It can take a lot of strong evidence to build a solid disability claim. Your disability attorney can help you through the process of gathering evidence and filing your claim. Below, we will discuss some of the more important sources of evidence that you can use for your claim.
Mast Cell Activation Syndrome Diagnosis
While there is no singular diagnostic test for MCAS, there are a few ways that your doctor provide a proper diagnosis. First, they will look for symptoms that correspond with MCAS. Skin irritation and blood pressure readings can be important in providing an initial basis for your diagnosis. Next, blood and urine lab tests can help narrow down the diagnosis. Blood tests can also look for higher levels of mast cell mediators within the blood. High levels of histamine and prostaglandin levels within your urine can also be a sign of MCAS.
A positive response to MCAS treatments can also be helpful. if your doctor suspects an MCAS diagnosis, they may prescribe anti-histamines or other medications to see if you respond well to them. If these medications help, it may be a sign that their hypothesis was correct.
Other possible diagnoses can be ruled out through certain tests. Generally, if a doctor suspects that you may have MCAS, they should also be testing you for EDS and POTS.
Documenting Your Symptoms
Documenting symptoms of your Mast Cell Activation Syndrome can be important in proving how your condition affects your job performance. Because many of the symptoms can be subjective, it is especially important to keep a good record of your symptoms. For example, brain fog and fatigue can often be considered subjective symptoms. Insurance companies may try to just look at when your flare-ups occur, rather than considering their lingering effects as well.
Be sure to keep a journal record of your flare-ups and other symptoms. Discuss these, including dates, with your doctor. Be sure that your doctor has an accurate record of your symptoms as part of your medical record. If you have a breakout of a rash or hives from your symptoms, be sure to document them with pictures, and have your doctor observe them. Your doctor’s records can help substantiate your claim.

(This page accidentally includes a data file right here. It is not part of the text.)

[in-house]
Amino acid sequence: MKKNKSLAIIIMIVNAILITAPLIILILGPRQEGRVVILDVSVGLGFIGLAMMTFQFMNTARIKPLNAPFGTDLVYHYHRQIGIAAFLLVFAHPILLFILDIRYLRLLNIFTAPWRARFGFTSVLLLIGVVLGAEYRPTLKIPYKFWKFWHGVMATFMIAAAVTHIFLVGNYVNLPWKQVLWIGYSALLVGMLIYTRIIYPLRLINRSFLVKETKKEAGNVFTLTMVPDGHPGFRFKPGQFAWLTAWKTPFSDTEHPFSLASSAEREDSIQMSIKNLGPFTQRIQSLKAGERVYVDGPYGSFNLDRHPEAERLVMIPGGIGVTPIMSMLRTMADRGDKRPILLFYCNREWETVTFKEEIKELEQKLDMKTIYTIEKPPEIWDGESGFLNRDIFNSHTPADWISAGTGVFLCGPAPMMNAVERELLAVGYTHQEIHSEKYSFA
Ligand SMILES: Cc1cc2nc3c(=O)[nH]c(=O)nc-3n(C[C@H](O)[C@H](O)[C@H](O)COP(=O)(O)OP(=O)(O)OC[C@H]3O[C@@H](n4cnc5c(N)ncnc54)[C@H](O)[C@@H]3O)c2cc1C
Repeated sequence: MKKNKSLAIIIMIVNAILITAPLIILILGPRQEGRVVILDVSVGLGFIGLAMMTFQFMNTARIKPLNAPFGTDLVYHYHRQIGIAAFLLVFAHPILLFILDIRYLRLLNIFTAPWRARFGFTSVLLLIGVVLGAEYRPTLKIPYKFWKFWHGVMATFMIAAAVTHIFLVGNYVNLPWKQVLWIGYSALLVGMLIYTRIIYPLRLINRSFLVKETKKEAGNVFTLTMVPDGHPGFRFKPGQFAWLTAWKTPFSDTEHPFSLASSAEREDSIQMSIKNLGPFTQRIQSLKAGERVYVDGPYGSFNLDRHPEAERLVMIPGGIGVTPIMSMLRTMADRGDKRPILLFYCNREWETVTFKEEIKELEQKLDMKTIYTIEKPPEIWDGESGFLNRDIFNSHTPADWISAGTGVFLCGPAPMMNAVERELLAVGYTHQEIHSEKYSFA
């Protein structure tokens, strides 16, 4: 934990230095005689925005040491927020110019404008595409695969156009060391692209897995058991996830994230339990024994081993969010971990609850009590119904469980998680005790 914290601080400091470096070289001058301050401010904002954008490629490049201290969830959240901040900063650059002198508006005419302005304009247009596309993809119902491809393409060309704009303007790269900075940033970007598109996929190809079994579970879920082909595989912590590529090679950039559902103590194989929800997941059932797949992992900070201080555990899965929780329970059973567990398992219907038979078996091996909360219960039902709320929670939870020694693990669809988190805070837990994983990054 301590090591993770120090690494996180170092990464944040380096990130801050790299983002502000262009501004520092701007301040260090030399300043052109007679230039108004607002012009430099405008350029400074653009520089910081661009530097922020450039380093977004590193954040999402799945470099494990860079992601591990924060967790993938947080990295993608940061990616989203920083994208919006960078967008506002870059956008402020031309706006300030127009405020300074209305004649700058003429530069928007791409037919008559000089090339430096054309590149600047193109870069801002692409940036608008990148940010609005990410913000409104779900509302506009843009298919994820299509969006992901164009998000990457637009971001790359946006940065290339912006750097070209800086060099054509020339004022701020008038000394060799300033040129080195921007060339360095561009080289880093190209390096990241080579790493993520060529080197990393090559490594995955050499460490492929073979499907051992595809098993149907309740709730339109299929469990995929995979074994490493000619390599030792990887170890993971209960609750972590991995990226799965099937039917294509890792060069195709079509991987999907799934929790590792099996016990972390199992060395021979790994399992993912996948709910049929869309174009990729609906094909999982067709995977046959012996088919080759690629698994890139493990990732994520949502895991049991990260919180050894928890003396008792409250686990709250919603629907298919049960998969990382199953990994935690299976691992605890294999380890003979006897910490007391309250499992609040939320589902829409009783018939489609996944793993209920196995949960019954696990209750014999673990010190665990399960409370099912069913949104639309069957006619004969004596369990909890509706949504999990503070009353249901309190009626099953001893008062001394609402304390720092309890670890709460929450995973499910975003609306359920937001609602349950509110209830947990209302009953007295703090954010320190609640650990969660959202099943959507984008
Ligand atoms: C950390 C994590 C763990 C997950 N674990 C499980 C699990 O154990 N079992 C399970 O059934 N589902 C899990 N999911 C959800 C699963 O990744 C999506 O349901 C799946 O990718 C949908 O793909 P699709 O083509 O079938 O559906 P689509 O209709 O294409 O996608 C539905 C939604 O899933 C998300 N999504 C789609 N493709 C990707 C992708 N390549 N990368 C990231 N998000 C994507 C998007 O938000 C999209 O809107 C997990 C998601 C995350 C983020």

Lastly, consider testing that can provide objective medical evidence of your symptoms. The Functional Capacity Evaluation tests your physical function and limitations. This can be helpful in providing support for symptoms like fatigue. A Neuropsychological Evaluation can provide evidence of cognitive deficits as a result of your condition, such as brain fog or memory issues. Both of these evaluations have validity testing that helps add to the objectivity of the results by ensuring that the individual is putting forth maximum effort.
Proving How MCAS Affects Your Job Performance
Generally, the disability insurance company will want you to prove how your condition causes you to not be able to work in your current profession. This means that you will have to show how your MCAS condition limits your ability to perform at your job. You will have to provide vocational evidence to support your claim.
Vocational evidence ties your symptoms to your occupation and shows the correlation between your symptoms, and your limitations in the workplace. It also helps show that you are otherwise qualified for your position. This evidence can include your job responsibilities, education history, training history, accolades, employment history, etc.
You may also want to use a vocational assessment. A vocational assessment is an evaluation of your job and its duties by a third-party professional with expertise in your field. This helps them evaluate how your condition limits your day-to-day job performance. This can help provide further expert evidence for your claim.
Can an Attorney Help Me Get Long-Term Disability for Mast Cell Activation Syndrome?
If you are looking to file a long-term disability claim for your MCAS condition, you should seek out an experienced attorney. At D’Agostino & Associates, we help people living with disabling conditions such as Mast Cell Activation Syndrome file long-term disability claims. We help you through the process step by step to help you build a strong case. Our law team is here for you.
At D’Agostino & Associates, our team of lawyers can help you sort through all the details, understand what you are entitled to, and fight to get what you deserve. D’Agostino & Associates P.C. has offices in New York and New Jersey. Contact us, or call us at 1-888-245-2924 to schedule a free consultation with our attorneys.